The amazing results of using Herbal cigarettes
Although smoking herbs for healing and preventative purposes has been practiced in many different cultures for thousands of years, the scope of scientific research on smoking herbs is relatively limited.
This is apparently due to the scientific community's supposed lack of economic or intellectual interest in such a study.
Several researchers have however made the effort to express their view on this subject and to examine aspects related to the safety, toxins release, and beneficial active substances associated with smoking herbal cigarettes.
Jong Ho Bak, Seung Min Lee, and Heung Bin Lim, Safety Assessment of Mainstream Smoke of Herbal Cigarette, Toxicol Res. 2015
What was the Objective of the Study?
In this study, that was conducted in Korea, the researchers sought to assess the safety of herbal cigarettes and the various substances emitted while smoking them in comparison to regular cigarettes.
The researchers used cigarettes made from the Artemisia spp. herb and scrutinized the smoke with specially designated equipment.
One of the interesting points presented by the researchers is that only 3%-5% of smokers are successful in quitting their smoking habit.
The researchers point out that such a low rate of success is due to nicotine's strong influence over the body and the body's powerful addiction to this substance.
The researchers indicate that there is growing Korean awareness of solutions that assist nicotine detoxification processes and that herbal cigarettes are therefore a source of great interest.
Smoke generated by herbal cigarettes contains a lower level of tar (the main substance emitted from cigarette smoke) and carbon-dioxide (CO) than regular cigarettes, although not markedly so.
By contrast, herbal cigarette smoke contains absolutely no nicotine!
The number of amino aromatic substances (toxic substances emitted from cigarette smoke) in herbal cigarette smoke was significantly lower than that in the smoke of regular cigarettes.
The level of other substances, mostly toxic, emitted in regular cigarette smoke, such as benzopyrones, phenolic compounds, and nitrosamines was lower in herbal cigarette smoke.
So, what's better – Herbal Cigarettes or Regular Tobacco?
The researchers conclude that herbal cigarettes contain a similar number of toxins to that found in regular tobacco cigarettes, although at a lower level.
However, the absence of nicotine in the herbal cigarette's smoke certainly makes it a good auxiliary tool in transforming the process of quitting nicotine an easier one.
Aiyin Chen, Stanton Glantz, and Elisa Tong. Asian herbal‐tobacco cigarettes: “not medicine but less harmful”? Tob Control. 2007
A Study of Articles on the Use of Smokable Herbs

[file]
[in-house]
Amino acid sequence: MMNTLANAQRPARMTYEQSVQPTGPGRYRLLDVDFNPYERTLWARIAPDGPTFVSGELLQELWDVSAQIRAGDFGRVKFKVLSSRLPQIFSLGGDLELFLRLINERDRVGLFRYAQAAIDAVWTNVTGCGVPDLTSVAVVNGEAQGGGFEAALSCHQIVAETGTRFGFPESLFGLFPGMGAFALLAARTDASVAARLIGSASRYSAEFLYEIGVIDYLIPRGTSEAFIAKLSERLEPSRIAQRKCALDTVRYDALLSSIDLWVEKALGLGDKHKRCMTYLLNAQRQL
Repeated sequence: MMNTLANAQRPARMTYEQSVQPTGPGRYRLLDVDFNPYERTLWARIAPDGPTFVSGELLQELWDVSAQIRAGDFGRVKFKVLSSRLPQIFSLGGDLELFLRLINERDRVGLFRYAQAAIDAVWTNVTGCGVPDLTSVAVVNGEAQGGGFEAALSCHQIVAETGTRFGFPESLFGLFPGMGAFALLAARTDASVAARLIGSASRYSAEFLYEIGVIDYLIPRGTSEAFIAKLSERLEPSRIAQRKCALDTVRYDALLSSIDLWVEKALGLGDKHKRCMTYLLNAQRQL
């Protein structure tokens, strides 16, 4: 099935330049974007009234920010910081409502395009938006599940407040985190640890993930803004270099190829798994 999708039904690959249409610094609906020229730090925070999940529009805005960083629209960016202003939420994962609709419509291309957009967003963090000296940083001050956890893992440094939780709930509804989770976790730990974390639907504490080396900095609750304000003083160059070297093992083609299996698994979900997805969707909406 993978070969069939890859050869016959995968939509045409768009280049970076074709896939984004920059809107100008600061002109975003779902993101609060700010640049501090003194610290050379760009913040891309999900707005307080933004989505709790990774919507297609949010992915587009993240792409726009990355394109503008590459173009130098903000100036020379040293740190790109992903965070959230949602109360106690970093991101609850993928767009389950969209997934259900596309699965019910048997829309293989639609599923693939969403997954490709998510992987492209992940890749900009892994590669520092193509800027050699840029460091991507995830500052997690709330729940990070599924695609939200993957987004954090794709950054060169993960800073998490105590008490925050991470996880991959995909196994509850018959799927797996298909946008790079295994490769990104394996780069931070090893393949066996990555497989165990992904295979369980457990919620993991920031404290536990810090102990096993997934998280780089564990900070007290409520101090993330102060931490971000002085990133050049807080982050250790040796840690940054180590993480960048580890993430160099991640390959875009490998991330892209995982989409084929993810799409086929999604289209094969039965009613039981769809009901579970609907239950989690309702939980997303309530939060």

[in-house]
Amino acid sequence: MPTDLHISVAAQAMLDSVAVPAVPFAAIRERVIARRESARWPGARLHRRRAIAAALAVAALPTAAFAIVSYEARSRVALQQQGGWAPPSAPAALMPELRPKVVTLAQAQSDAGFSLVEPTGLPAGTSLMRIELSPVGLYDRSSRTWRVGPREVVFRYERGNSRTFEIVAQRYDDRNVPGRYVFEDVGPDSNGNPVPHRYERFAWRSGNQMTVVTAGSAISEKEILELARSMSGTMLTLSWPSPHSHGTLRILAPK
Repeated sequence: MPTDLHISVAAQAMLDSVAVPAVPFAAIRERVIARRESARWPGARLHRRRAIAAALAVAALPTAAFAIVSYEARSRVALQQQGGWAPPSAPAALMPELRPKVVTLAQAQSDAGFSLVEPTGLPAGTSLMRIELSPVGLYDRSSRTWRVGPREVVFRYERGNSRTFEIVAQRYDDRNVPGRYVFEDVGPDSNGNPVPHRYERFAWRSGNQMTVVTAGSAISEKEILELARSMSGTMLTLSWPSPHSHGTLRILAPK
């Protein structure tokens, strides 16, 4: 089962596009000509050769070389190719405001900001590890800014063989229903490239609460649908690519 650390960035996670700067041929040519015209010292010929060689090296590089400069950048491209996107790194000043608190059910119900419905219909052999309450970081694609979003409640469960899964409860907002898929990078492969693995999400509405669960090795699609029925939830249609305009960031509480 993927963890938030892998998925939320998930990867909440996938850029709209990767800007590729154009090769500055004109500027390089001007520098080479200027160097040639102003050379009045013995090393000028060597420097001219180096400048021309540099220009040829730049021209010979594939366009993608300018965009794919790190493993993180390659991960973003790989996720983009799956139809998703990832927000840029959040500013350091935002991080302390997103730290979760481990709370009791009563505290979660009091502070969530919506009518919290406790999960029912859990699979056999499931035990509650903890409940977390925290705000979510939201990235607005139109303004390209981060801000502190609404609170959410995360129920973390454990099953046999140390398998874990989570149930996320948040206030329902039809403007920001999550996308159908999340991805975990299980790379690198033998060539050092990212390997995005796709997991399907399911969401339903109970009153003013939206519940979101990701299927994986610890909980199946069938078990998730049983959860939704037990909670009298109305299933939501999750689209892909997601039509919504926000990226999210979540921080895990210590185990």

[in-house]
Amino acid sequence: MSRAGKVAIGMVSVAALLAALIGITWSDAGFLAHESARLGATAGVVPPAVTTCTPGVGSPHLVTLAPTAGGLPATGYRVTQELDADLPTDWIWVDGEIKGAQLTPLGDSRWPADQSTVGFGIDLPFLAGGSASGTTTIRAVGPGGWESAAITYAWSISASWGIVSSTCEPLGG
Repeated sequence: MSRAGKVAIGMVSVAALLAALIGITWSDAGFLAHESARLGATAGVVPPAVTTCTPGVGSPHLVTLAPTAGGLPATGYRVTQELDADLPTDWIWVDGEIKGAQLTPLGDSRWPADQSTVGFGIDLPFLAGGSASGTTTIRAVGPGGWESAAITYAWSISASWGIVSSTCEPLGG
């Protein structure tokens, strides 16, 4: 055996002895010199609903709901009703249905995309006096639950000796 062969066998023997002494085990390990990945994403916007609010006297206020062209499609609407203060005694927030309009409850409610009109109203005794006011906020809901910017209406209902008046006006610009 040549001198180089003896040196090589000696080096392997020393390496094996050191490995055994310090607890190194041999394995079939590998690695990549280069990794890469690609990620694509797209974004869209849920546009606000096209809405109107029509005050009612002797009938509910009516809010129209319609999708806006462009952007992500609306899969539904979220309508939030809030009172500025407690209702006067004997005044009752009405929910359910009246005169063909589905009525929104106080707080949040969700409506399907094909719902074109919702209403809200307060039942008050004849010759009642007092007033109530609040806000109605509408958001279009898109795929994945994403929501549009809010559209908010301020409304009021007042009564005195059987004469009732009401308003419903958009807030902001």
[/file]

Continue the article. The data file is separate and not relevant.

This broad study focused on an examination of articles and other works on the topic of herbal cigarettes and their scientific credibility.
23 different products were analyzed – originating from China, Japan, Thailand, Korea, and Taiwan.
Most studies on these herbal blends, usually conducted by the manufacturer, indicated results similar to those of the Korean study: a complete absence of nicotine in herbal cigarettes and the presence of toxins at a significantly lower level than that of regular cigarettes.
The manufacturing companies issued different statements regarding the herbal cigarettes such as: that they soothe coughing, alleviate asthma, throat irritation, bronchial conditions, and other respiratory problems, help lower blood pressure, alleviate liver and gall bladder problems, and contain beneficial anti-oxidants.
The study however failed to find valid scientific support for these statements.
Quit Smoking Using Herbal Blends
Cheong YS. The Efficacy of Herbal Cigarettes (Kumyeoncho) and Nicotine Patches in Smoking Cessation. J Korean Acad Fam Med. 2003
This study attempted to check the degree of influence of Korean-manufactured herbal cigarettes in helping smokers to quit their habit.
The cigarettes were given to 100 smokers from whom data was gathered throughout the period during which they abstained from smoking their regular cigarettes.
After one month, more than 50% of them reported that they had succeeded in refraining from smoking.
After 2 months, this figure had dropped to approximately 40% and after 3 months, to about 30%.
The researcher determined that smoking herbal cigarettes is definitely beneficial and assists in quitting smoking.
Abdolali Mohagheghzadeh et al. Review: Medicinal smokes. Journal of Ethnopharmacology 108 (2006)
This study was conducted at Teheran University by a team of researchers who expressed great interest in the curative power of smoke.
The researchers gathered data on 256 herbs used in 50 countries, and from which smoke was produced as a curative substance in a variety of ways, including smoking them directly.
The researchers concluded that smoking such medicinal plants has significant potential as a means of using them to produce active and important substances of medical value.
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